Use of landscape metrics to predict avian nest survival in a fragmented midwestern forest landscape

Michael R. Cottam, Scott K. Robinson, Edward J. Heske, Jeffrey D. Brawn, Kevin C. Rowe

Research output: Contribution to journalArticlepeer-review


Habitat fragmentation fundamentally affects trophic interactions and ecosystem function. Understanding how the landscape matrix modulates such interactions can improve our understanding of fragmentation ecology. Studies of breeding birds provide clear examples of the consequences of habitat fragmentation, but the landscape context of these effects are unclear. We sampled avian nesting success in 12 moderately-large forest patches (>250 ha) embedded in different types of landscapes in southern Illinois, USA. We then evaluated eight models that predicted the probability of nest success and brood parasitism by Brown-headed Cowbirds. These models incorporated landscape composition (% grassland, % agriculture, fragmentation), year and seasonal effects, conspecific density, predator density, and combinations of these variables. Temporal factors (stage of nesting cycle, seasonal effects, annual variation) had the most effect on nesting success; landscape factors had little influence on nesting success. The rate and intensity of brood parasitism were significantly influenced by the amount of grassland for the Wood Thrush, but not for the Acadian Flycatcher. Fine-scale management of the matrix surrounding the patches may dictate the local abundance and movements of nest predators and parasites. Other major nest predators may prefer the forest interior and at least partially compensate for the lower abundance of nest predators that depend upon the matrix. Overall, landscape metrics were weak predictors of avian nesting success in complex landscapes that have diverse predator communities.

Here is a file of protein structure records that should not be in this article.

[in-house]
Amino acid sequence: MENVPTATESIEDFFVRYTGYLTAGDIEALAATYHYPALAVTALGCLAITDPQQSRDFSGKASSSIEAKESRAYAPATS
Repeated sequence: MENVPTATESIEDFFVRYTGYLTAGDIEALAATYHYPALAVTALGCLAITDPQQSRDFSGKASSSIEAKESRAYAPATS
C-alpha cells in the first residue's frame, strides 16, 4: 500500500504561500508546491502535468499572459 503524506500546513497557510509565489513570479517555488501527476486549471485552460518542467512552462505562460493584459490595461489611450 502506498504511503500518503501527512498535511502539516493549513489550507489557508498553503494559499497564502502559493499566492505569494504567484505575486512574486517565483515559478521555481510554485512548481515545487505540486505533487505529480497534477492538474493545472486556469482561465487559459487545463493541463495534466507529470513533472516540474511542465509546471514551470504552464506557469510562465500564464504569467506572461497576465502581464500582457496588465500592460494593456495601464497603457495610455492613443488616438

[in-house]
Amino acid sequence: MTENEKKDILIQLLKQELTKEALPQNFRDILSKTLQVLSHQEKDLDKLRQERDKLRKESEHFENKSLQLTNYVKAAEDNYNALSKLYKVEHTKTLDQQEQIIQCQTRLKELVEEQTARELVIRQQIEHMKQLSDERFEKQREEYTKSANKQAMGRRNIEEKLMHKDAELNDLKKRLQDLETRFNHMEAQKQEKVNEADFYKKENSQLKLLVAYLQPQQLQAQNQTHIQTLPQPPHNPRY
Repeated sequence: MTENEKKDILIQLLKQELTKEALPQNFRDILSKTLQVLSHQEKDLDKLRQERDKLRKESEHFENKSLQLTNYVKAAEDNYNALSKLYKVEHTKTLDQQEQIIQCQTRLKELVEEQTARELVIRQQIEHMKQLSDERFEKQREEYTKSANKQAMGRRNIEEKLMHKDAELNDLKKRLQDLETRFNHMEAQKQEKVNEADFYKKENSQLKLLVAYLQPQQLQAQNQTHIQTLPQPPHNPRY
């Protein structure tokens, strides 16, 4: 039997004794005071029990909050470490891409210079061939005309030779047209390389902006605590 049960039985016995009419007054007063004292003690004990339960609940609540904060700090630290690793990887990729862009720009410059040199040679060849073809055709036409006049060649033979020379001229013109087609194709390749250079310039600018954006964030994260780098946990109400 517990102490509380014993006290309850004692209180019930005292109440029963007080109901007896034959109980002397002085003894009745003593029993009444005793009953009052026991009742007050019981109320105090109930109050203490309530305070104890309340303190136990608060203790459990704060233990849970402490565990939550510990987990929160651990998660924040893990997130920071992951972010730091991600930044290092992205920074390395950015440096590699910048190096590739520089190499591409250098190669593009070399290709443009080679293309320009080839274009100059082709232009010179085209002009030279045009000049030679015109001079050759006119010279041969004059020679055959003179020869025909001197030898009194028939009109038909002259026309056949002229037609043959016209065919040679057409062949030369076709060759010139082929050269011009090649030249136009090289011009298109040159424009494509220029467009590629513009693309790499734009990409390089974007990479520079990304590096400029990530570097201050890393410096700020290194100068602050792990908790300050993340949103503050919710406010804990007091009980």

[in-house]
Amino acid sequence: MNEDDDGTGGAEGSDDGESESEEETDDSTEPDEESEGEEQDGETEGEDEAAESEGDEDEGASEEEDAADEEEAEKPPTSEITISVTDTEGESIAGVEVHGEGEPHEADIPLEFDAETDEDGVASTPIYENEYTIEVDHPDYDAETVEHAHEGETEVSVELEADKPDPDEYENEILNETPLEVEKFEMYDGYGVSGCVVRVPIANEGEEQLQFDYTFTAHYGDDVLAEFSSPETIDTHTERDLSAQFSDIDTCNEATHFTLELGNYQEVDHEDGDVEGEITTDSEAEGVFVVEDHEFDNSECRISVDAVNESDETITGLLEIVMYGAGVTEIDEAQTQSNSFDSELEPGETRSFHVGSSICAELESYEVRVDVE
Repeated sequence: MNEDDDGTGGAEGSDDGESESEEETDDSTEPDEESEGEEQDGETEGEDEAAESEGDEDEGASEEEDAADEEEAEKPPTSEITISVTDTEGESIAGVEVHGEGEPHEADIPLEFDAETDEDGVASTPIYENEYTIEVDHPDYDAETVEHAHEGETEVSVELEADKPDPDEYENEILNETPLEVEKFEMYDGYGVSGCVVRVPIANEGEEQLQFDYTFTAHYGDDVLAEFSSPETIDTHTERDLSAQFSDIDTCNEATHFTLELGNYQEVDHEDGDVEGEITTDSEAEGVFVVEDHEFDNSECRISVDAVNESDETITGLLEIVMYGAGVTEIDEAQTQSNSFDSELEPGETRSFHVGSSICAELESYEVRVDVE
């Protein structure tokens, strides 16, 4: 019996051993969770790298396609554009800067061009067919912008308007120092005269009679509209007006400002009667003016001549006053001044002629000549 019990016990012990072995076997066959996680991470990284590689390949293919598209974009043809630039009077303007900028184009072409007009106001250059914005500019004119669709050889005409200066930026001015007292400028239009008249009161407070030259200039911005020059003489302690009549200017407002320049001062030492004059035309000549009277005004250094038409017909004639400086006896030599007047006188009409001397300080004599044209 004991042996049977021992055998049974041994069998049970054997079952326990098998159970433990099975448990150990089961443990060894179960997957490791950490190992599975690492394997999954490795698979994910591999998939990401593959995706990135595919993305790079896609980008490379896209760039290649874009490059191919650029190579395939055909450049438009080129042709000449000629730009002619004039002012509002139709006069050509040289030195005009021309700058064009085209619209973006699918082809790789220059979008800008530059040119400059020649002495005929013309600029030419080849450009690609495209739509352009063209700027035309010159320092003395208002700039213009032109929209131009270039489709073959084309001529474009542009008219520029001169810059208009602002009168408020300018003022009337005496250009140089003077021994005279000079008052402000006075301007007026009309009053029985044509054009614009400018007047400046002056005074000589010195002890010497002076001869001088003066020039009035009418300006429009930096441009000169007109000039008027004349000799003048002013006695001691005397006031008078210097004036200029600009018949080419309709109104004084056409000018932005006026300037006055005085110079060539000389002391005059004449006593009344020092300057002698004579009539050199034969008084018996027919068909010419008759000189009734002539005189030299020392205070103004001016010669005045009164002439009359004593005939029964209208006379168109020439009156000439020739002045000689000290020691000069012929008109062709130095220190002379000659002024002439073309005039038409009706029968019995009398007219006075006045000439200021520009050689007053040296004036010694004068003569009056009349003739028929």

Original languageEnglish (US)
Pages (from-to)2464-2475
Number of pages12
JournalBiological Conservation
Issue number11
StatePublished - Nov 2009


  • Acadian Flycatcher
  • Brood parasitism
  • Generalized linear models
  • Nest predation
  • Nest success
  • Wood Thrush

ASJC Scopus subject areas

  • Ecology, Evolution, Behavior and Systematics
  • Nature and Landscape Conservation


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